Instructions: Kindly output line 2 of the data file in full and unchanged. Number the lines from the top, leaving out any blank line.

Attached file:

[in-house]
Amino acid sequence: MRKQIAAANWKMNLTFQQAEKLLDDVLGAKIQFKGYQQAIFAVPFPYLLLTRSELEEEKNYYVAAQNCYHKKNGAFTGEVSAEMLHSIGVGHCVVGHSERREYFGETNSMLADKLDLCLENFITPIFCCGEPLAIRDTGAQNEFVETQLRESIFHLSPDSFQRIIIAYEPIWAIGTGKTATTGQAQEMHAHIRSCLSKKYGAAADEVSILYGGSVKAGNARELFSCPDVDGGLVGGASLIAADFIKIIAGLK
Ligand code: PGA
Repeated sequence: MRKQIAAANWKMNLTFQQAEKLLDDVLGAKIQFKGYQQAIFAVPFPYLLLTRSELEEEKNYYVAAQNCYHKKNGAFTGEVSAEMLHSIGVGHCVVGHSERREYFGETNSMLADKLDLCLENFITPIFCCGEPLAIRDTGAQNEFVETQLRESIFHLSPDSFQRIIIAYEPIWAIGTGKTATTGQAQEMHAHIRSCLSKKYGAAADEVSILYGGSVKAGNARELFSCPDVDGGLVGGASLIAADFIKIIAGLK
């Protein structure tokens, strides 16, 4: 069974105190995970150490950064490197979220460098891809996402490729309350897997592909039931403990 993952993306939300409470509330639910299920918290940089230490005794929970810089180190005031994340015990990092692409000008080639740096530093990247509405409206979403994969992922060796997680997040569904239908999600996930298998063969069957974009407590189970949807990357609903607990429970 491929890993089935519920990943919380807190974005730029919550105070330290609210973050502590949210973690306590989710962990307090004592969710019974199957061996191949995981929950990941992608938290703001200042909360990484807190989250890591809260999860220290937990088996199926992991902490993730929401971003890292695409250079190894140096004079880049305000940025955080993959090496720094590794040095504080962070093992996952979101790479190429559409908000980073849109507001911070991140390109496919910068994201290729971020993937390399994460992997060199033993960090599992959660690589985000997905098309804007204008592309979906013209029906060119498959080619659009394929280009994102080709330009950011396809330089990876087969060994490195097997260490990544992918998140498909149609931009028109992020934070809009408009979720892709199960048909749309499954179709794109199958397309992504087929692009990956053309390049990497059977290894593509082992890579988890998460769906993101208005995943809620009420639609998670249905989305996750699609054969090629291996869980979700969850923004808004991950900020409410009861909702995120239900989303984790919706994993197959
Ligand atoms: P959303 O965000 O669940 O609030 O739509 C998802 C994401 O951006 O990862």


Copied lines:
Amino acid sequence: MRKQIAAANWKMNLTFQQAEKLLDDVLGAKIQFKGYQQAIFAVPFPYLLLTRSELEEEKNYYVAAQNCYHKKNGAFTGEVSAEMLHSIGVGHCVVGHSERREYFGETNSMLADKLDLCLENFITPIFCCGEPLAIRDTGAQNEFVETQLRESIFHLSPDSFQRIIIAYEPIWAIGTGKTATTGQAQEMHAHIRSCLSKKYGAAADEVSILYGGSVKAGNARELFSCPDVDGGLVGGASLIAADFIKIIAGLK